Artificial intelligence: in which professions changes are expected


  • Germans see AI influence primarily in finance and IT
  • The military and the judiciary are expected to have the least impact

Berlin, 22 April 2024 - The vast majority of Germans expect artificial intelligence to change numerous professions in the coming years. For example, 62% assume that activities in the financial sector, such as in banks, insurance companies or on the stock exchange, will change. This is closely followed by IT professions and software development (60 percent). In third place are manufacturing, production and retail with 56% each. These are the results of a survey of 1,004 people aged 16 and over commissioned by the digital association Bitkom. "Progress in the field of generative AI has been rapid in recent months. Artificial intelligence is developing into a powerful tool in most professions, comparable to the introduction of the computer in the world of work - only at a much faster pace," says Bitkom CEO Dr. Bernhard Rohleder. "The use of artificial intelligence will be of great importance in many professions. Everyone should familiarize themselves with AI now and train themselves accordingly."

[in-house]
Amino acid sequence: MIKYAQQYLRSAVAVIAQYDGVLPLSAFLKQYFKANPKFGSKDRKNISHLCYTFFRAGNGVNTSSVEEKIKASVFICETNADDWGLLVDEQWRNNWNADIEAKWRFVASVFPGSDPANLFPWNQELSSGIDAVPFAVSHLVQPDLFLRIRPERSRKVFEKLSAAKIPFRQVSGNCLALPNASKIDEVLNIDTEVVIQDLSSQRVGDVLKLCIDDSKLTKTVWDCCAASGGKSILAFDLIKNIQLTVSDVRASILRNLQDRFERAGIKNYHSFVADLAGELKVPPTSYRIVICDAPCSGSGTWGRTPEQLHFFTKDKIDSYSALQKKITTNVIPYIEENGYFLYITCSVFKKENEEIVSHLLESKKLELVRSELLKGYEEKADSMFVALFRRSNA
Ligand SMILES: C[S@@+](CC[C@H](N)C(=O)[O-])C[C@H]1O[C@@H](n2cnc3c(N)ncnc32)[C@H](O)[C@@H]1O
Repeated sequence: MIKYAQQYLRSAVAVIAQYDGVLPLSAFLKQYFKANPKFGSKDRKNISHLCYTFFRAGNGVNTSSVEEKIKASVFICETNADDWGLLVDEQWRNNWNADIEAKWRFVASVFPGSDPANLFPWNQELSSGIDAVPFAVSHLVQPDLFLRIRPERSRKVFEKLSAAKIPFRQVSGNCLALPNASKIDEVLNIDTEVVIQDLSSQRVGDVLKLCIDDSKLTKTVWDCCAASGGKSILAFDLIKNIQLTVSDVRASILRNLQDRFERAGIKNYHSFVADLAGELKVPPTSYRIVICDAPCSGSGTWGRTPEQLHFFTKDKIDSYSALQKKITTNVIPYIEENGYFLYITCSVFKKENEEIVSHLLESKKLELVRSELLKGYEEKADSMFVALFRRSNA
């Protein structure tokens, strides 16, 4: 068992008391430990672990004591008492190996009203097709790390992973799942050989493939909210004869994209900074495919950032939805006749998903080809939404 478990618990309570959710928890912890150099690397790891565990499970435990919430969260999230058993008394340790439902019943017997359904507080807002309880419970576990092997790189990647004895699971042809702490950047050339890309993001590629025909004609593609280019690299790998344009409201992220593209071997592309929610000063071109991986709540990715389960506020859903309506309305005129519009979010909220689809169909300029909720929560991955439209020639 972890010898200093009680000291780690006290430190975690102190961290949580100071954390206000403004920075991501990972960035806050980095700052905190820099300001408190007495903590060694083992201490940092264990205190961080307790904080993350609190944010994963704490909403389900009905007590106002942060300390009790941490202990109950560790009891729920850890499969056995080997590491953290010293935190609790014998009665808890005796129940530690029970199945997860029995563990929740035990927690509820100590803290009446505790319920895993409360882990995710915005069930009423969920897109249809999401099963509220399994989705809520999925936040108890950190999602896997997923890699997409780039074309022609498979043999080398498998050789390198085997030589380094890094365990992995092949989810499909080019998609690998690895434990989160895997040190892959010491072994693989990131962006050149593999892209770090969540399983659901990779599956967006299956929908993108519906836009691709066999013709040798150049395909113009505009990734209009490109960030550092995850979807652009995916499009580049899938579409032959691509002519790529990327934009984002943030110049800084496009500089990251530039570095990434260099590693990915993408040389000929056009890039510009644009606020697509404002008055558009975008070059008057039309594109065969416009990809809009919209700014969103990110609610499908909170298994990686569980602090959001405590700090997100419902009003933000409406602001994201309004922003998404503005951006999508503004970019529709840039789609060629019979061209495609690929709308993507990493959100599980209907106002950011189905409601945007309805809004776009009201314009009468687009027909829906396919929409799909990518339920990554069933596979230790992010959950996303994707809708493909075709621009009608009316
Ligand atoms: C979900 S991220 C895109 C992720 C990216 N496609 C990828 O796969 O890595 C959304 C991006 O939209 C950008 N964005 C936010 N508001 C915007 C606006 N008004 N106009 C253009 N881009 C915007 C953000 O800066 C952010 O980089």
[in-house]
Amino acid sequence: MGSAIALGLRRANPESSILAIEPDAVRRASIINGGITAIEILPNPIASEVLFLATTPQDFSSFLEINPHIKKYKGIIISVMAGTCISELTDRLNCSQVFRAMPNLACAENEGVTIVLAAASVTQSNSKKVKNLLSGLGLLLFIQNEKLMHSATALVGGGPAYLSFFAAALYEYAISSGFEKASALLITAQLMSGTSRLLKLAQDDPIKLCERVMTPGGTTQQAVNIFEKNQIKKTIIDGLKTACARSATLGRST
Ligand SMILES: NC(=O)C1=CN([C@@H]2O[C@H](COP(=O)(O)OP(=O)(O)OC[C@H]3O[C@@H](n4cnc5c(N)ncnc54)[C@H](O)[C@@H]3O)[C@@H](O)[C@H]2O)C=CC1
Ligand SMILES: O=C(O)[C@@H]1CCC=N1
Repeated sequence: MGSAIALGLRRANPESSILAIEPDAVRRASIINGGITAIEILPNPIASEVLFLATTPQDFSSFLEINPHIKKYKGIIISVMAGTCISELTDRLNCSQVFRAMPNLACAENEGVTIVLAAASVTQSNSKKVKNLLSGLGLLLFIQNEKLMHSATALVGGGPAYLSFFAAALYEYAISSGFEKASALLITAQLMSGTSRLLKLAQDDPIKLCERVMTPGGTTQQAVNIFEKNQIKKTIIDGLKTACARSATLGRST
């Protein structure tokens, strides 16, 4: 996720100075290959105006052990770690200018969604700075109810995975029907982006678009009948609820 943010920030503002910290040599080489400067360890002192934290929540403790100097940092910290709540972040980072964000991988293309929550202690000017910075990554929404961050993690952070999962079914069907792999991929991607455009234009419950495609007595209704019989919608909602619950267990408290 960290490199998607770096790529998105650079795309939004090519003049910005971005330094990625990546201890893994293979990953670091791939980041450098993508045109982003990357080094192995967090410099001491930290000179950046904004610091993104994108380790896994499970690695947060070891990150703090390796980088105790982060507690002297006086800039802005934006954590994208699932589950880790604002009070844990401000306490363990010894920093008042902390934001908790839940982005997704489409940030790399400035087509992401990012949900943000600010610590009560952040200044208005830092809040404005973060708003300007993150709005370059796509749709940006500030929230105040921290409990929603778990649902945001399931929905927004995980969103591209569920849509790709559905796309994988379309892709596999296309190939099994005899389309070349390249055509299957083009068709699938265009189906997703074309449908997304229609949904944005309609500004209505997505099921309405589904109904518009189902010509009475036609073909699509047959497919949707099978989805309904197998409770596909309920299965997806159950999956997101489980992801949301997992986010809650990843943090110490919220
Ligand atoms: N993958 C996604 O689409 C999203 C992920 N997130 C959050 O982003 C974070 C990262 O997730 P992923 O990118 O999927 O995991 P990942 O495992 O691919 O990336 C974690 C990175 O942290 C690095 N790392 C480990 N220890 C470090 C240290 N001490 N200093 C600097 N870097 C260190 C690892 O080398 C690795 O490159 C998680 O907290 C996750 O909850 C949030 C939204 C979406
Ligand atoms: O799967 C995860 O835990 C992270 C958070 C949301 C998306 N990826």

A majority (55%) also expect changes in the education sector, for example for teachers and professors. The same applies to the creative industries (54%), for example music, photography, graphic design or literature, as well as media and communication (52%). Just under half (48%) expect AI to bring about changes in human resources.  In the healthcare sector, 39% expect AI to bring about changes, while the figure is also 39% for the police and 34% for the military. At the bottom of the list is the legal sector (30 percent), for example with lawyers. Rohleder: "In some cases, AI is still underestimated. AI is already being used extensively in the judiciary and the military in particular. AI analyzes huge pleadings in law firms and searches current case law for courts, and the technology is widely used in the military, from analyzing satellite images to controlling drones."